Your darling wife will force you to change your habits and clean yourself up, not to mention taking out the trash every day. Your beloved husband will try to impose himself on you and will make a lot of your decisions for you. Expectations of fantasy always crash down in the face of reality.
Both arranged and love marriages are tantamount to jumping in deep water with sharks. The difference of course is that if your love marriage goes sour you can’t blame anyone else for it or even if it wasn’t your fault, nobody will let you.
Arranged marriages at least have the plausible deniability clause built in.
“If you don’t like her mom, what can I do? You chose her for me.”
This works every time!
Cracks do become visible over time and so do wrinkles. You can’t avoid them. So whatever you do, don’t think the person you love is infallible.
Fantasy versus Reality: The commercial idea of love versus what love should be
I think our worst mistake in selling the idea of love commercially was to pit it against duty; turning the idea of love into ‘something we want to do’ versus ‘something we must do’. This way we mutated this great emotion from being selfless to selfish, from being giving to demanding and most importantly from being freeing to being suffocating.
In modern meanings, love has devolved into the physical instead of the spiritual. We are engrossed in our physical world so intensely that we cannot dissociate from it even if it is for a little while. Loving someone does not give you ownership of that person. I am free to love someone but that someone is also free to not love me back. Similarly, if I care for someone deeply it shouldn’t mean that I have a right on them. Loving someone is not the problem; in fact it’s great and completes your life. Problem arises when we think that if we love someone they should be by our side at all times. We are now, rather unfortunately, accustomed to feeling love and possessiveness altogether without being able to separate the two, as if loving someone makes it natural for us to ‘have’ them. Love binds, agreed. But it is not bondage.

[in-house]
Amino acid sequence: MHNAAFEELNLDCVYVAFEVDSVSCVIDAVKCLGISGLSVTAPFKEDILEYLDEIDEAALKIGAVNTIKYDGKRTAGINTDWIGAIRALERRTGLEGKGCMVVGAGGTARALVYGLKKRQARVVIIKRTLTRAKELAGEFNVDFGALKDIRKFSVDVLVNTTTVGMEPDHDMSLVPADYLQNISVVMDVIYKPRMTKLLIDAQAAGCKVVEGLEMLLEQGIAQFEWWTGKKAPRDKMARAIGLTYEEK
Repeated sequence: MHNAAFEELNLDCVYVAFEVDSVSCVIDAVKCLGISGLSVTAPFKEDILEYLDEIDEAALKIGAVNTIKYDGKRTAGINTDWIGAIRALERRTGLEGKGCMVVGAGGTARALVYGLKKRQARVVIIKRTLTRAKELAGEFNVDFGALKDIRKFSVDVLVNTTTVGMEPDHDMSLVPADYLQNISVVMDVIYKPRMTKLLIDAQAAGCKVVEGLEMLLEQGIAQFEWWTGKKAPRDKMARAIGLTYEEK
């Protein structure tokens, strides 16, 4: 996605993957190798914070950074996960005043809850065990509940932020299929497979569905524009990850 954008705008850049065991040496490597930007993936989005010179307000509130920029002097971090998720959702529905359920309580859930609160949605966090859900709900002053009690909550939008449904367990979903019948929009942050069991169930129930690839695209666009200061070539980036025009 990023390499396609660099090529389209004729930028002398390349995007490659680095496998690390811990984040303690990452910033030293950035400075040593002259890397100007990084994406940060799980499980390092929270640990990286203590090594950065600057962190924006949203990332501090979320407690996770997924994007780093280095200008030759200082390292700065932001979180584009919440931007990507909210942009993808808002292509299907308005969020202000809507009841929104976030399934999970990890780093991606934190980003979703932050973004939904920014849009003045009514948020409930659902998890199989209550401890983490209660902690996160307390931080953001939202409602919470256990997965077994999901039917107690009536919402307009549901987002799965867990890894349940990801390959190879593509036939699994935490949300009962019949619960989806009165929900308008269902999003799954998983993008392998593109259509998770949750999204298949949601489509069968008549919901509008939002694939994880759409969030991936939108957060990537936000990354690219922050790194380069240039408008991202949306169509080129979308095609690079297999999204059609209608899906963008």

We cannot change the commercial enterprise but at least we can do one thing. Let’s love with freedom. Let’s not patronise the one we love. Understand that if they don’t buy us flowers for Valentine’s Day, it doesn’t mean that they don’t love us. It only means they were stupid enough not to. Let’s love people for being humans and care for them without selfishness, so that for a brief moment, we can be human as well.
In the end I’ll leave the ‘lovaholics’ with a treat – for the one that will get away.
The Purple Violet:
In days long ago, I walked far in an open field where I saw a purple violet. Its colours were eternal and untouched. Headstrong, opinionated and aloof it stood. I wondered how it got there. Its beauty mesmerised me. The flower swayed in the wind dancing to a tune as if it was a testament to hopeless romance. I sat down to see it closely. The flower smiled and floated away when I got closer, as if laughing at me, teasing me. I saw it gliding carefree, in all its gracefulness, trusting the wind to take it to a better place. My will bid me to follow, but my road was elsewhere. Sometimes still in my mind, I follow the flower to where it blows.
The views expressed by the writer and the reader comments do not necessarily reflect the views and policies of The Express Tribune.